Do not be surprised to find your corruption expressing itself in perfectionistic self-will in your own leadership style. Expect to encounter in yourself defensiveness, dominance, and poor listening practices.

But I also urge you to have a much greater confidence in Christ’s capacity to release you from such bondages.

He is the crucified Head of the church, the only One who knows how to perfect it! Just to know that fact, to rest upon it, and to build upon it, is to be released from the bondages which duty imposes upon our spirits.

You find His liberating grace through honest confession of sin and fresh release by surrendering the government of the church to its Head.

Excerpt taken from Letter by Jack Miller to Alan written Feb., 1986. You can find the letter on page 136 of “Heart of a Servant Leader” by Jack Miller.

Jack Miller Reflecting on the Relationship of Justification and Sanctification in Union with Christ in the Context of Discipleship


Dr. C. John (Jack) Miller[T]he theological leadership of the conservative church has done a poor job in establishing the necessary link between justification by faith and discipleship.

For example, an able teacher like [Dwight] Pentecost takes the following strange position: “We affirm again that it is possible for a man to be saved without being a disciple of Jesus Christ” (p. 29, Design For Discipleship).

Among the Reformed as well as the Arminian forgiveness and acceptance with God has somehow come across to men as the end of the road and not the beginning. Discipleship has been misconstrued far too often as a second-step addition to salvation, the option reserved for the elite and the ascetic.

Since no human power can overcome these obstacles, you need to have God put his weapons in your hands. The first weapon is the promises of God. You will find that the promises of God will do more for you…

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Justification by Faith in the 20th Century: Nine Affirmations


As I process research and writing for “Cheer Up! A Biographical Study of the Life and Ministry of C. John “Jack” Miller,” important documents (and audios) by Jack remain unpublished; documents that, in my estimation, are keenly insightful, prophetic, and could greatly bless and aid the church of Jesus Christ today.

Today, I’ve spent almost all day typing a 40 page essay by Jack Miller entitled “Justification by Faith in the 20th Century.”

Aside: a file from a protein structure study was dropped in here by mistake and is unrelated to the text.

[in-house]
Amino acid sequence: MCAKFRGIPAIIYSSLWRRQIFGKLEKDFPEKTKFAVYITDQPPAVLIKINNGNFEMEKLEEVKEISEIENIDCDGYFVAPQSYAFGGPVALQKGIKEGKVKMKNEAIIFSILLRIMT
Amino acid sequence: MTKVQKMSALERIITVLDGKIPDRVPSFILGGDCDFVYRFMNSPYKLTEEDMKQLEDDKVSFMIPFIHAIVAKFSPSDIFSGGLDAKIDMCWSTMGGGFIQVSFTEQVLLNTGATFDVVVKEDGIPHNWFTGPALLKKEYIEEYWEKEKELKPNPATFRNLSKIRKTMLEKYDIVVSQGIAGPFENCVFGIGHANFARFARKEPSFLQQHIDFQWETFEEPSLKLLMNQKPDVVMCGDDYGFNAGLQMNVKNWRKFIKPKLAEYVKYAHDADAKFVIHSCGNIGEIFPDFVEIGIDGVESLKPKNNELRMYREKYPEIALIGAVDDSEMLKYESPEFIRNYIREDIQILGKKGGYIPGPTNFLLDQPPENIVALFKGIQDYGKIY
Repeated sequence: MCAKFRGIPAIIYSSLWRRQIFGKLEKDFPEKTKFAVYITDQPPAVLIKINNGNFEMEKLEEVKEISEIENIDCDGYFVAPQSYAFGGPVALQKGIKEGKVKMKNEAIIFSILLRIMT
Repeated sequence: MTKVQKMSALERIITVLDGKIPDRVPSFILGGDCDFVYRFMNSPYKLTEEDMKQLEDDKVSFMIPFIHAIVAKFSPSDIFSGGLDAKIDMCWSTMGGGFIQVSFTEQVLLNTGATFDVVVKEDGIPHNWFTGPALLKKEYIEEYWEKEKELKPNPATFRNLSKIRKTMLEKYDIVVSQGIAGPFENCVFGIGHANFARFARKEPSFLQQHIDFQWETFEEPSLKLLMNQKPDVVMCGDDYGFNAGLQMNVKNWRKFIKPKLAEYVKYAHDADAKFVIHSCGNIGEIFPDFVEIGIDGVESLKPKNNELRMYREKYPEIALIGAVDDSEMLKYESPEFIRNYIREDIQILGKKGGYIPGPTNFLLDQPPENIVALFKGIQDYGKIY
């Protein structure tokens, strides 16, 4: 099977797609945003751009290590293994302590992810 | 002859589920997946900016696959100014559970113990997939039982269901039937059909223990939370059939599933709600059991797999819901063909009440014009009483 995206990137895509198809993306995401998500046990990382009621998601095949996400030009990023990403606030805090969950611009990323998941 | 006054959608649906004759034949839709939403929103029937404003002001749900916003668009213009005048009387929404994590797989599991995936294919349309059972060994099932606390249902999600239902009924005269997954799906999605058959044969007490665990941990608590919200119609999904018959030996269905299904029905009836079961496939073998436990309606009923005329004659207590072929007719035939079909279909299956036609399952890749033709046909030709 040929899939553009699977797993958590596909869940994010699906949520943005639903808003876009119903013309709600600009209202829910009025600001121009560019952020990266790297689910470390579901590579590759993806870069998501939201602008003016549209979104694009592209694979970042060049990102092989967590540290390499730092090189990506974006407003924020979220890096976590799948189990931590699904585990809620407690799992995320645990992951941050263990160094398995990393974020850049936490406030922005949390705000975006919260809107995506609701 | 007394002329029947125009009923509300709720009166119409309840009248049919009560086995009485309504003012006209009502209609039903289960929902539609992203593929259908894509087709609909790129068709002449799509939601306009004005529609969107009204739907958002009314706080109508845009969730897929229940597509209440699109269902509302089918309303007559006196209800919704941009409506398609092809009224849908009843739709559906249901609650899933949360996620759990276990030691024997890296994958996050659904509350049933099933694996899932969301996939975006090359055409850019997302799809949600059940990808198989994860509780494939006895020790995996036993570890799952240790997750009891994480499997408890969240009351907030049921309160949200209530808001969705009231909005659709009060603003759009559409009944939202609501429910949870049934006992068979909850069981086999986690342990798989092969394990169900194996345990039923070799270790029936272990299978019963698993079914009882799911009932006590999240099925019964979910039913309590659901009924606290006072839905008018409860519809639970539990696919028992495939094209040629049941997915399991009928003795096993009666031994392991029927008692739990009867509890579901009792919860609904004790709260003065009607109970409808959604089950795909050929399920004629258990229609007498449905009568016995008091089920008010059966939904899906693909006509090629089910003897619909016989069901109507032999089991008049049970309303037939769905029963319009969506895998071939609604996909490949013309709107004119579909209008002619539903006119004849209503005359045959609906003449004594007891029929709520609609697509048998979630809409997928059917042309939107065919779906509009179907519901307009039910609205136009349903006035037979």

This essay was written by Jack in December of 1978 at a turbulent time in our culture, in the church, and particularly at Westminster Theological Seminary, which was then immersed in a theological quagmire over justification by faith that had already lasted three years, continued until 1982, and arguably is alive and well (or not so well depending on your perspective) in the church today.

I’m not going to unload all 40 pages on you in this blogpost. With what I’ve gathered thus far in research and writing, I’m fairly convinced a study on Jack Miller and his treatment of “Justification by Faith in Union with Christ” is a research project/book that is waiting to happen.

For those of you who may be uninterested in an older theological debate, or presume you are a Christian because you walked the aisle of a church, were baptized, had a feeling, said some religious words of commitment, or have tried sincerely to be a good person and keep the commandments — this debate regarding justification by faith alone, which is as old as the Garden of Eden, is something, whether you realize it or not, you desperately need to hear about.

Trust me! For your well-being, joy and happiness now and eternally, you need to wrap your arms around, or better yet, by faith have Jesus Christ wrap His loving embrace around you with this glorious legal reality of justification by faith alone with respect to remission of sins and acceptance with God, and you will find it is bursting with relational relevancy.